A Question of Cartography

You see…

Africa in PerspectiveAfrica in Perspective

Is your map showing you a world that DOES NOT EXIST?

The Arno Peters map (below) isn’t perfect (every map creates some distortion), but it does address some of the overall size distortions which dominate our more well-known Mercator projections.



  1. That’s a great link. Thanks.

    I think one of the other useful tools, especially for students, is looking at resource maps. For example, a graph that shows the relative wealth or energy use of particular regions would be particularly illuminating. The same goes for population density and other indicators. I’d like to see teachers make more use of maps across various subject areas because maps are so rich in language, math, science and historical information.

  2. Definitely! They say that a picture is worth a thousand words. Didn’t see the math correlation, but I imagine so.

    Resource maps, huh?

    A map that broke down the mineral-rich countries/states in African would indeed make an excellent overlay when teaching about the places with the most so-called “civil unrest.” For instance, the Democratic Republic of Congo is the single most, mineral rich country/state on the face of the Earth. It is the only place where every element necessary to build an automobile can be found in one place.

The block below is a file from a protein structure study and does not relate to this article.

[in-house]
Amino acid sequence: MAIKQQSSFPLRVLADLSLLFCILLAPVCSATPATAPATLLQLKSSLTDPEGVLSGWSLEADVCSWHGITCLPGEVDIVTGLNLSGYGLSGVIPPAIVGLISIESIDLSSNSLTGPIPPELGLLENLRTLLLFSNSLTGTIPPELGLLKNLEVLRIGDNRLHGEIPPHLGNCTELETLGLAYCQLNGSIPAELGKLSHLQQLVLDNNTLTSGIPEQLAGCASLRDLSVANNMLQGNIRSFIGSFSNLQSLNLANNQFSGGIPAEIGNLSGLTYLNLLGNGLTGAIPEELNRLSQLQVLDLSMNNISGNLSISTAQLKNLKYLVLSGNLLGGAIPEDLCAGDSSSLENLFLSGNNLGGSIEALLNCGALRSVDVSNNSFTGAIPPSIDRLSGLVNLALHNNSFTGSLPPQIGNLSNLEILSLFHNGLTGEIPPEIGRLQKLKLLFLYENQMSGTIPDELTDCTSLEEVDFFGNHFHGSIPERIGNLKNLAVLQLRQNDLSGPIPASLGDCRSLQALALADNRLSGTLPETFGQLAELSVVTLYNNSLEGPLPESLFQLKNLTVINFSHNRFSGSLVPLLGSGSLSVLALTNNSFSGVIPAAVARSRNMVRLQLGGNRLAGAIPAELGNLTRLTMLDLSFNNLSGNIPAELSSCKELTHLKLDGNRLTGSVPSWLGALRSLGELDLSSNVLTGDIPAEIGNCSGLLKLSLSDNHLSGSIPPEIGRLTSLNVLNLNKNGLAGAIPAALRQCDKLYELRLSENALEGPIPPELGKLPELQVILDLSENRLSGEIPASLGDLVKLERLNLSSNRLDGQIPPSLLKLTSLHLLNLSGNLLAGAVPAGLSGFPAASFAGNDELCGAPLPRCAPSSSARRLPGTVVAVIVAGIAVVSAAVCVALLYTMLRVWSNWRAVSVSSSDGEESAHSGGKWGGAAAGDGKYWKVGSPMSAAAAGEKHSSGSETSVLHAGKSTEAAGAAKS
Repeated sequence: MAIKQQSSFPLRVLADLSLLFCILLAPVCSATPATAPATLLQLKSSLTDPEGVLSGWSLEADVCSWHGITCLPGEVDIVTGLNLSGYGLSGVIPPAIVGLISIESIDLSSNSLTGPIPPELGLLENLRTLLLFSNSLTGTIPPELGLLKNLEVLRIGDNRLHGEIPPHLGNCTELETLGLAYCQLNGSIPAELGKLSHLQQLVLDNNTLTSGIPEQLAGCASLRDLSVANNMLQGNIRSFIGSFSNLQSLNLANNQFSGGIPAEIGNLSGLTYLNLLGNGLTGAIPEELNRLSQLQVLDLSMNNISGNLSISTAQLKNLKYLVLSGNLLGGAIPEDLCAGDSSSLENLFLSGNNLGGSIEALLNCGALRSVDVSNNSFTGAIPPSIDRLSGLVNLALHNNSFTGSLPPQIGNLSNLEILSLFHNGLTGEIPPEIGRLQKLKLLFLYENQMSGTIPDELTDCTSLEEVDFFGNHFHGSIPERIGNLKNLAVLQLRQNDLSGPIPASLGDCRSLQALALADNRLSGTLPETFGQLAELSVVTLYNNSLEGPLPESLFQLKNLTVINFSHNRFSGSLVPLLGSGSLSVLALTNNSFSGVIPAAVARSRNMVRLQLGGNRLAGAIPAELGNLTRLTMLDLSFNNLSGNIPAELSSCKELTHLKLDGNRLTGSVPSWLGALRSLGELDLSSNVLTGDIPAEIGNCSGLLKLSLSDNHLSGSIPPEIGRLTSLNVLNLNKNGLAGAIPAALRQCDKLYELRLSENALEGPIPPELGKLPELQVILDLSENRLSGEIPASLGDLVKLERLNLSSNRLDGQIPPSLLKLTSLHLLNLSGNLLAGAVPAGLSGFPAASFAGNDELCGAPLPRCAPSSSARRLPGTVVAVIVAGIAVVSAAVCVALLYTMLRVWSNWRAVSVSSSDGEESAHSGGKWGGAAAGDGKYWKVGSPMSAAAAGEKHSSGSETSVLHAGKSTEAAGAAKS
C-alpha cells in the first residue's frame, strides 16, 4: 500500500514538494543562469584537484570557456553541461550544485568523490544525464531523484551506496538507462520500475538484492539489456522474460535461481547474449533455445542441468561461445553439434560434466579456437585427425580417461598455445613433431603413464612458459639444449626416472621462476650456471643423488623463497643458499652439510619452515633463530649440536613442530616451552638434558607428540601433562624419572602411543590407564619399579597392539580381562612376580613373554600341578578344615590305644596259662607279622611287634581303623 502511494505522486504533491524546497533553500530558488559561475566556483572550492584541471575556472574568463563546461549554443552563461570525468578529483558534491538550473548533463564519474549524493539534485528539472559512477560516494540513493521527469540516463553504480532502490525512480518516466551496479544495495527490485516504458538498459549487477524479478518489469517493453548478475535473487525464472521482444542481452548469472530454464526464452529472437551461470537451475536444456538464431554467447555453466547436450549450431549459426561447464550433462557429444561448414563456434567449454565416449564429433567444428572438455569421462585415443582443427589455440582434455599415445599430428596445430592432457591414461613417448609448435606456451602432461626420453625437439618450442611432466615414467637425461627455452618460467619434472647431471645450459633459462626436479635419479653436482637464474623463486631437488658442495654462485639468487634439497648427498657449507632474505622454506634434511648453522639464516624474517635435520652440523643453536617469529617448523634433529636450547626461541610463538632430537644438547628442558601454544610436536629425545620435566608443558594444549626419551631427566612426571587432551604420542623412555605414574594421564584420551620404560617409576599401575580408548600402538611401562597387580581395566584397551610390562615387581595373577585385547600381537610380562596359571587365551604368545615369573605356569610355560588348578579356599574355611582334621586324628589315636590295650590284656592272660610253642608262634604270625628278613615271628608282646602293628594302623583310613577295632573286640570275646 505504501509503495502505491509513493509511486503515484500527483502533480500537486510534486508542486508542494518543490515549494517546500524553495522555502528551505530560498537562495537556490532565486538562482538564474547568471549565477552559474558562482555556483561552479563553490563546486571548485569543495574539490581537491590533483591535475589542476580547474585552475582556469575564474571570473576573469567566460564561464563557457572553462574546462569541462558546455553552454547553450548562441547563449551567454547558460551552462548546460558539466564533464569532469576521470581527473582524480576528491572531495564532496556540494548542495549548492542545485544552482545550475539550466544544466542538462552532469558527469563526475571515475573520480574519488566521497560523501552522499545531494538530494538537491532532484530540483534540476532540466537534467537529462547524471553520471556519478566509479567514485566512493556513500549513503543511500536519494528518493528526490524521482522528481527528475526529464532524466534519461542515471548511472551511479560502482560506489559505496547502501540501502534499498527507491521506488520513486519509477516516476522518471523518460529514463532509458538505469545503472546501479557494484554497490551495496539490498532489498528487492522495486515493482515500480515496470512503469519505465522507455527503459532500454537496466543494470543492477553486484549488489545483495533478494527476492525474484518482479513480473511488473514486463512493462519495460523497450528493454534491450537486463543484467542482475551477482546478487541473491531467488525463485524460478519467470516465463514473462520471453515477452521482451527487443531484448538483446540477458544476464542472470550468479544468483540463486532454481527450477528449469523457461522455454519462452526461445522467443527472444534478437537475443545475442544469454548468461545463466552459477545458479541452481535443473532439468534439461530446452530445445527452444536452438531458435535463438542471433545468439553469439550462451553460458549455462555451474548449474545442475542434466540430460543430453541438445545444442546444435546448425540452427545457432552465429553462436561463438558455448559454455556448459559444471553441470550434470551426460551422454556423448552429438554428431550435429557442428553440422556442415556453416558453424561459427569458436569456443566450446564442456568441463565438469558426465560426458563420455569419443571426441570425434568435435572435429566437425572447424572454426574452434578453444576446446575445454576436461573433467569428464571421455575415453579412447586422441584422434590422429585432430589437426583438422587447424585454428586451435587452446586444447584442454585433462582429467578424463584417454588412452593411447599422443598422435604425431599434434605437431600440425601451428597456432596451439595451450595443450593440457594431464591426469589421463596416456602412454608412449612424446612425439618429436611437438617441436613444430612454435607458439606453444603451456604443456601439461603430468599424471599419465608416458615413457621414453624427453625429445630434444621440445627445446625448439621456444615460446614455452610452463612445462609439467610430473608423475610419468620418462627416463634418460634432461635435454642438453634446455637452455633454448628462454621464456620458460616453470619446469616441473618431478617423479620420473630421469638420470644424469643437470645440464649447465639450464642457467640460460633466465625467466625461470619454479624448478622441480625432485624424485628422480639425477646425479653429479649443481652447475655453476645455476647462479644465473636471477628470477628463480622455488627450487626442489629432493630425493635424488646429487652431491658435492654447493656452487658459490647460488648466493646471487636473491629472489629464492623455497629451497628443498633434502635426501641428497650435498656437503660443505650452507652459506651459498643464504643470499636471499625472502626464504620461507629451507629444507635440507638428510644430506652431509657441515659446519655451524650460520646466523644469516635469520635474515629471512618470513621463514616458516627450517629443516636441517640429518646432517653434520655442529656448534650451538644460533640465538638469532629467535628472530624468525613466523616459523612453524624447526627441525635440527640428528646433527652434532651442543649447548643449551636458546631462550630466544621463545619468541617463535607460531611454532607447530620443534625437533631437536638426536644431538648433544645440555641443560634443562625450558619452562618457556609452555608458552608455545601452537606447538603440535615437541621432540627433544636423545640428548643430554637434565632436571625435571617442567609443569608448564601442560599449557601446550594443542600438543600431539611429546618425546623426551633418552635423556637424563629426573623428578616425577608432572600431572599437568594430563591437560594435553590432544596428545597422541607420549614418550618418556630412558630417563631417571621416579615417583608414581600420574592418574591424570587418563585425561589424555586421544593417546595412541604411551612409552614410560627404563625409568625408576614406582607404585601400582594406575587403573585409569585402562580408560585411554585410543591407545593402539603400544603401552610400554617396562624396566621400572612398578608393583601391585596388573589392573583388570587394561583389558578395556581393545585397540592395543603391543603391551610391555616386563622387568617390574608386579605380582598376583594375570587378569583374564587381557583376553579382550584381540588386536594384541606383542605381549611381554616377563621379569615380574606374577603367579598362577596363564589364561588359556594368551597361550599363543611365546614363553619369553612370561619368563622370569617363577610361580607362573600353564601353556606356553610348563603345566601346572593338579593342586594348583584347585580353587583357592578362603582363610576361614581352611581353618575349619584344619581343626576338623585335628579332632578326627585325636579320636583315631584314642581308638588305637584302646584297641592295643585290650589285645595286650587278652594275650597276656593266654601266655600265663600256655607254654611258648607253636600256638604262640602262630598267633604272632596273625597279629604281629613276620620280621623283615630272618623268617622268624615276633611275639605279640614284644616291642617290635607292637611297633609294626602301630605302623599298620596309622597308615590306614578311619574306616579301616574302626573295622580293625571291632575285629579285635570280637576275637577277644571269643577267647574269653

Within these contiguous bounds, perhaps a map could show places/states with the greatest income disparities will more than likely have capital punishment. Yes, I see. Maps can be quite instructional.

  3. With respect to math, maps may be used to teach number sequences (distance lines), to reinforce skills in multiplication, addition and subtraction and more. For example, when you look at European maps, the areas detailed are relatively puny and the map scales are often as little as 10m per inch. Not so with Africa. If you were to develop similarly detailed maps of Africa, they’d cover your entire classroom — and more.

    Students can answer questions about the distance between points. They can answer questions about the distances that various people migrated over time. They can answer questions about the average distance most people are willing to live from a source of fresh water. It’s basically endless. Physical maps, as you know, also include the height of mountains and the depths of waters. Those are additional factors that can contribute to building math lessons for students.

    Discussions about natural resources lend themselves very well to lectures related to history, macro-economics, development policy and technology. The content is all right there.

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